Sharing is in, especially in the online world. The trying thing about dispensing links to friends and followers on the web, though, is the not-so-small matter of long unique resource locators (URLs) that are most unwieldy to pass along. Thank God, then, for the many URL shorteners. Most don’t offer much by way of differentiation. Let’s sneak a little peek at a few that do.
What Doiop allows you to do is elementary and very welcome: define your own keyword. This means that you can provide context to the shortened link and make it easy for the receiver to identify the subject matter.
Tiny is likely the most famous URL shortening site out there. Funnily enough, a lot of people I know don’t find much use for two of its key features. The first, a one-click bookmarklet on your browser that ensures you never have to visit Tiny to shorten a URL. (Just click a button on your browser and it’s done.) The second is a preview feature that gives the receiver of a shortened link a snapshot of the subject matter at the other end.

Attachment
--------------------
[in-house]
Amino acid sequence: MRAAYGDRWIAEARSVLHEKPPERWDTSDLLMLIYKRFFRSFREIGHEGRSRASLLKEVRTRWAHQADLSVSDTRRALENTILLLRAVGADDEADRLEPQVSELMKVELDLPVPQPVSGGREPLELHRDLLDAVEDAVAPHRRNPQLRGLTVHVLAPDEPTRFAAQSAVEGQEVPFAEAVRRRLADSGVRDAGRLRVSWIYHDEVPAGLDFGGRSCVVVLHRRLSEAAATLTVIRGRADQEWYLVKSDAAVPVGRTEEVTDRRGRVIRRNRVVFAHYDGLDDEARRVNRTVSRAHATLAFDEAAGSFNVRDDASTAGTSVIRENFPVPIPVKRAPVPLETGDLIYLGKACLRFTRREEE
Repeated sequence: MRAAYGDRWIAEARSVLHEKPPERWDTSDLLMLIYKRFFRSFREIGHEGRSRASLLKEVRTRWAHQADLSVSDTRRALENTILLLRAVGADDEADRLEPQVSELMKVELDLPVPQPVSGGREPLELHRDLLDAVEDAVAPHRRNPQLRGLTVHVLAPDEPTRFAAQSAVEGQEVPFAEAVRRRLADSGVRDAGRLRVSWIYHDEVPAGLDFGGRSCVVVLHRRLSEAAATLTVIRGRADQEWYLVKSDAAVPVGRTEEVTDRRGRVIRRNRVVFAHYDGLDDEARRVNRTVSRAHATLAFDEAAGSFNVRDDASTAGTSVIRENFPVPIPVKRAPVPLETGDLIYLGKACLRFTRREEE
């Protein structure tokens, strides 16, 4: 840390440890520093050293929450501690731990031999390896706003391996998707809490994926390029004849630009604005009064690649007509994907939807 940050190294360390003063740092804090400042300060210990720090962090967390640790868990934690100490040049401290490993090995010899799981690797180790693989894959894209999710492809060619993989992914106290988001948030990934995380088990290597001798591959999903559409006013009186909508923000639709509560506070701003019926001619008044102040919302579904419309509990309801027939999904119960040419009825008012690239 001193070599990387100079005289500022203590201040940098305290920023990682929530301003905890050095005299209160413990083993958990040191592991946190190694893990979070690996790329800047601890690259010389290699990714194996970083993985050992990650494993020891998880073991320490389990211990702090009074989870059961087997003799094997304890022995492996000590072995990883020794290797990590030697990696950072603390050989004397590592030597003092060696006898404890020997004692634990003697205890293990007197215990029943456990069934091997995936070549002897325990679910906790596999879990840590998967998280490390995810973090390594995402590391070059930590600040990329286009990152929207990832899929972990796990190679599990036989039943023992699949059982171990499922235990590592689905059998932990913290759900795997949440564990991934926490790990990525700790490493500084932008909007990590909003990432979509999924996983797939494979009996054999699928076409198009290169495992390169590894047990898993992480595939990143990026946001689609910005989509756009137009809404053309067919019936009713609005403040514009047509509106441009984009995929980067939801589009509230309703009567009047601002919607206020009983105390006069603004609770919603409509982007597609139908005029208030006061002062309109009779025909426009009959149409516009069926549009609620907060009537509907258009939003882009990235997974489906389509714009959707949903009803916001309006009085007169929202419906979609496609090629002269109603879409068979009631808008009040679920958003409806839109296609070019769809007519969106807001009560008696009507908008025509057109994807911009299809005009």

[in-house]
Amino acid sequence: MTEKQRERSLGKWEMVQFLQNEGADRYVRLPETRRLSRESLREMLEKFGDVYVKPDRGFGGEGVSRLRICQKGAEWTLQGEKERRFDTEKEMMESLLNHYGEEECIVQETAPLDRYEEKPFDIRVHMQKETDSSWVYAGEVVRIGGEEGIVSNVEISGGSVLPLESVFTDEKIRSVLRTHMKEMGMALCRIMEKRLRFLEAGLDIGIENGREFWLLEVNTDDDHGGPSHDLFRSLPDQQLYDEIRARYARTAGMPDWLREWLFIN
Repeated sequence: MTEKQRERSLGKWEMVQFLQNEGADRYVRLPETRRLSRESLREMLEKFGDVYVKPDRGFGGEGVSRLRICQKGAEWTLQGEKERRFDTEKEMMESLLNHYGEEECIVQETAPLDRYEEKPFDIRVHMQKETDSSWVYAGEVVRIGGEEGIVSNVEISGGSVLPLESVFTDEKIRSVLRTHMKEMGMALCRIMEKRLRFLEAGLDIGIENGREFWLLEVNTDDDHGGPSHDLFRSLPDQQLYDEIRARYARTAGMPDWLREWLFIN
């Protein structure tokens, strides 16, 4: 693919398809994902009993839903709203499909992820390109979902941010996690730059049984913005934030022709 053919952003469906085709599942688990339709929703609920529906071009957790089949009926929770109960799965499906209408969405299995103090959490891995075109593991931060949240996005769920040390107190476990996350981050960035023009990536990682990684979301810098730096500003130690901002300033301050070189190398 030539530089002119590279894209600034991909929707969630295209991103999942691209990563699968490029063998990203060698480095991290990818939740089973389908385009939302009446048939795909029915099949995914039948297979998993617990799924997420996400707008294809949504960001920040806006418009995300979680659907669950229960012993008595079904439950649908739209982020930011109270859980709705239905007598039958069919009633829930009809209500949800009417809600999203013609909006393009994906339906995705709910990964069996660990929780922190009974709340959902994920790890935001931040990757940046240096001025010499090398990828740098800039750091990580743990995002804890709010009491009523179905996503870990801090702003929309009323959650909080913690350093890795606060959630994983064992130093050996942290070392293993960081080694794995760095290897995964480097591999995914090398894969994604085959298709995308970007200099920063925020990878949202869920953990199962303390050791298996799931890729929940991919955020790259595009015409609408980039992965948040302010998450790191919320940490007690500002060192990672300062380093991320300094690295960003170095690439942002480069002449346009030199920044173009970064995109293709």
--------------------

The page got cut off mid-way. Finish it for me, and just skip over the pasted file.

As a Bit user you can, in addition to shorten and share, track the URLs you send out. Bit will also provide you real-time traffic and referrer data, as well as location. Tracking stats can be accessed after you shorten your URLs with Bit by clicking on the ‘bit+’ link on bit.ly, or adding a ‘+’ sign to the end of any bit.ly link. ‘Ego-sharers’—people who share links to show off how well-read and with it they are—will appreciate this.
A word of caution
Like most things on the internet, spammers have invaded this space too. Therefore, click a shortened URL only if you trust its source.
Finally, if you’d like to keep track of the evolving conversation in this space, please follow the shortened link http://bit.ly/c1htE. (Trust me, it’s all good.)
And now for something long: if you’re the sort who believes the longer the better, feel free to employ the services of http://hugeurl.com/. As the name not-so-subtly suggests, it takes a regular URL and turns it into an extremely long one. What fun!